The Lactic Acid Big Business

As mentioned several times in previous articles, polylactic acid (PLA) is the most promising bioplastic. So I felt it was time to contribute an article to the current market situation of PLA and its monomer lactic acid.

Lactic acid has a variety of applications in the food and beverage sector as a preservative. It is further used in the pharmaceutical and chemical industries, as an industrial solvent and a starting material in the production of lactate esters. Lactic acid is also used in personal care products, due to its moisturising properties. But by far the biggest growth is in the bioplastic industry.

PLA has a wide range of applications including computer and mobile phone casings, biodegradable medical implants, foil, moulds, tins, cups, bottles and packaging devices. Its characteristics resemble conventional fossil fuel based plastics such as polyethylene (PE), polypropylene (PP) and polyethylene terephthalate (PET). It can easily be processed on manufacturing facilities that already exists for the production of common petrochemical based plastics – no further industrial investments are required. PLA is mostly produced by the fermentation of starch from crops, commonly corn, wheat or sugarcane into lactic acid followed by subsequent polymerization.

Initially, I recommend watching an entertaining video produced by the American Chemical Society. It provides a nice explanation (suitable for non-chemists) on the pros and cons of bioplastics – especially PLA.

Bioplastics in general are expected to grow 20% -30% per year! Lactic acid demand in particular, is projected to an annual growth of at least 10%. So, this is sufficient motivation to glance at the most important players in this skyrocketing business.

Nature Works

Nature Works LLC, the world’s largest PLA producer runs a manufacturing facility in Nebraska, USA, with an annual capacity of 140,000 tons. The company claims to apply a unique technology to the processing of natural plant sugars to create the polylactide polymer marketed under the Ingeo™ brand name. Recently, Nature Works has been in talks with potential partners including PTT Plc to jointly invest in a large scale bioplastic plant in Thailand worth about $400 million.

The Hong Kong based firm bioserie is using NatureWorks’ Ingeo PLA resin for covers of iPhones, tablet PCs and MP3 player.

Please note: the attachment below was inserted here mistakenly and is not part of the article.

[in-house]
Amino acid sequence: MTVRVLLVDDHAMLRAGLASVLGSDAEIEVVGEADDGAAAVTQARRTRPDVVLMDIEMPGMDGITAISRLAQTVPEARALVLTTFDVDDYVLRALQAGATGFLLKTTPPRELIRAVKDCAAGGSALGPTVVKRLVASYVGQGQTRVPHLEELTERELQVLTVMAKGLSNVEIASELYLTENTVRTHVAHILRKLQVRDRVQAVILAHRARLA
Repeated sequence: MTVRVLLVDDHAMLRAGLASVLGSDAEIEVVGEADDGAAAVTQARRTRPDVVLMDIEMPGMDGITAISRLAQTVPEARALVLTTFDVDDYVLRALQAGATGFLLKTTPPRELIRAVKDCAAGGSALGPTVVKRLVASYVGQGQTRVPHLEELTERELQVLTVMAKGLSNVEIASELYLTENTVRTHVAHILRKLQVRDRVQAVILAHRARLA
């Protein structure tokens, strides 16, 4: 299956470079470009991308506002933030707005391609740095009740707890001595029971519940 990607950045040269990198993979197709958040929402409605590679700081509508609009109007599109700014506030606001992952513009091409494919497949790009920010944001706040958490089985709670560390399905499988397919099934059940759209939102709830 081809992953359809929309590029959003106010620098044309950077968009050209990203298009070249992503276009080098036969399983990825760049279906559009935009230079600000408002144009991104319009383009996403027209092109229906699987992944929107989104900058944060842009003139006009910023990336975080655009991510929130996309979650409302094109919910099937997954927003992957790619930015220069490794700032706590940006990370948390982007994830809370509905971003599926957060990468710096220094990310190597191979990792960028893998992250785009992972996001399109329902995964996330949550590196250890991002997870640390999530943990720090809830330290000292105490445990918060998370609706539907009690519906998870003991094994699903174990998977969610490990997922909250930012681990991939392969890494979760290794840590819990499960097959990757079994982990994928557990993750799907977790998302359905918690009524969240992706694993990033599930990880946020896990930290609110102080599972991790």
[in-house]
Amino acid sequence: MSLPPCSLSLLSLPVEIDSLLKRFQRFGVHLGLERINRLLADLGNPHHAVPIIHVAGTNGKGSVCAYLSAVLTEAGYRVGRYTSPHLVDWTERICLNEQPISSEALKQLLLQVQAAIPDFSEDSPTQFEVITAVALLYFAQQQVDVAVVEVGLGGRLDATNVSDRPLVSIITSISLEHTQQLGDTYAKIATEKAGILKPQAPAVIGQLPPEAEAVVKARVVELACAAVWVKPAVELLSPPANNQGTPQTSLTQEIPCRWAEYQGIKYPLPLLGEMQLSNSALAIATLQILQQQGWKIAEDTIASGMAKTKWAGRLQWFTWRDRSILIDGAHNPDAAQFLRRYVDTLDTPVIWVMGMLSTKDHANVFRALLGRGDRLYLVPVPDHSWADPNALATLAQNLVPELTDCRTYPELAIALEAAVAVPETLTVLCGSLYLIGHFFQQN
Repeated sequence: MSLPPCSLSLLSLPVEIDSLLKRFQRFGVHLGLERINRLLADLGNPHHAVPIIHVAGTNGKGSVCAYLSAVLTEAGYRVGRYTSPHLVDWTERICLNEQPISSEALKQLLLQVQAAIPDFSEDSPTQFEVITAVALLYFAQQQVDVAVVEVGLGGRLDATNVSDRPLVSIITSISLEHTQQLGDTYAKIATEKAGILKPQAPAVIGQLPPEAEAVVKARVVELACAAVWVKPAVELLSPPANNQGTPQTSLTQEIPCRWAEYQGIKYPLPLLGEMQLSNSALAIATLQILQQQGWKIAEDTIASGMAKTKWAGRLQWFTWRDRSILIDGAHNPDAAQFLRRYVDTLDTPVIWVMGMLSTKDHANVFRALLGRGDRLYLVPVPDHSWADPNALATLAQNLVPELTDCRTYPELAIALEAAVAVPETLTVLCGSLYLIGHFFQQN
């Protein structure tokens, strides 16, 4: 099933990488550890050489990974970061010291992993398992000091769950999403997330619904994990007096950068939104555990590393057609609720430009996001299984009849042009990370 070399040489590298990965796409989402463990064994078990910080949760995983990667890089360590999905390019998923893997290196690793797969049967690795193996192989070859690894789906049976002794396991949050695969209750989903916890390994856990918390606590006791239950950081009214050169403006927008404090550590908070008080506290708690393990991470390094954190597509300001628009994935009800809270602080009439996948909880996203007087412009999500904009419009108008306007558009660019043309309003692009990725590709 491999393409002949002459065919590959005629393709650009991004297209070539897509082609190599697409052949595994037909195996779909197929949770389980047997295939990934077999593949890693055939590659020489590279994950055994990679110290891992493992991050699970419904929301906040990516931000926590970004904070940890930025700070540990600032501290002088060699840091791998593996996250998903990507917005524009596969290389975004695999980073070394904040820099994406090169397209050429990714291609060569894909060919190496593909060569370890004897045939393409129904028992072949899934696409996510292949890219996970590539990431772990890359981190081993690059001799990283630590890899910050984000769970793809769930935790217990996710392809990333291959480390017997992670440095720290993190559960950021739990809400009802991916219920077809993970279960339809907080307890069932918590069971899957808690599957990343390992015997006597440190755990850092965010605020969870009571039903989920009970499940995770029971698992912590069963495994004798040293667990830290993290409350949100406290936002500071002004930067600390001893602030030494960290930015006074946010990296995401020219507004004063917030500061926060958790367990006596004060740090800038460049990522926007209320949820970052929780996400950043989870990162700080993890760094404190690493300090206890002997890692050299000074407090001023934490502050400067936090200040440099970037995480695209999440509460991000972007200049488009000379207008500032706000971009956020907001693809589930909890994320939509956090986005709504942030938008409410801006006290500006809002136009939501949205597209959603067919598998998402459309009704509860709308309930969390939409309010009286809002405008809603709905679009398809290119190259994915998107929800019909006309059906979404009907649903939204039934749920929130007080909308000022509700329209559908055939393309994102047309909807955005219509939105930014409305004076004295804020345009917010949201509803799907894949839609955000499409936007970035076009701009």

A further big player in this business is the Dutch company Purac. As announced recently, Purac is in discussions with the Thai polyester supplier Indorama Ventures PLC for the construction of a new PLA plant in Rayong, Thailand. The facility is expected to start with an initial capacity of 10,000 tons per year and being capable of expanding to 100,000 tons.

Purac estimates that the global lactic acid market is currently at 250,000 tons excluding the volume used to produce PLA.

In December 2010 the company declared that it has developed a PLA compound with heat stability and impact strength comparable to ABS (Acrylonitrile Butadiene Styrene: a common thermoplastic). This material utilizes stereo-complex technology which is based on Purac’s unique L-Lactide and D-Lactide monomers for the second generation PLA.

In mid-2010 Purac has joined a consortium that will develop a process to produce lactic acid feedstock from cellulosic waste derived from the pulp and paper industry.


Belgium based Galactic is another leading supplier in lactic acid world market and owns manufacturing units in Europe, Asia and America. In 2002 Galactic, in joint venture with BBCA Biochemical, opened the largest manufacturing unit in Asia for the production of L-lactic acid.

In September 2007 Galactic and Total Petrochemicals established Futerro, a 50/50 joint venture to develop technology for PLA production from renewable vegetable resources. Futerro has already inaugurated its 1,500 tons per year PLA plastic pilot plant last year in Escanaffles, Belgium.

The company also developed the PLA recycling concept LOOPLA to provide an end-of-life option for PLA wastes. LOOPLA offers the possibility of directly going back to the original monomer lactic acid by PLA hydrolysis. (I recently published an article about PLA recycling)

Watch the video about the way from lactic acid to biorenewable PLA and the LOOPLA concept, provided by Galactic (this video is also featured in the PLA recycling article):

More Activities

In January this year it has been reported that Thailand’s Science and Technology Ministry plans to form a joint venture with PTT Chemical Plc, Siam Cement Group and Mitr Phol Group to build a 10,000 tons per year polylactic acid pilot plant to supply materials for the production of biodegradable plastic.

In 2010 Uhde Inventa Fischer, started up its 500 tons per year polylactic acid pilot plant in Guben, Germany.

Aside from the mentioned players some further companies like Archer Daniels Midland Company, Lati, Plaxica, Teijin Chemicals, Synbra (producing PLA based BioFoam), Pyramid Bioplastics, FKuR (BIO-FLEX), Musashino Chemical Co. and Zhejiang Hisun Biomaterials are also strengthen their efforts to develop and market lactic acid based products.

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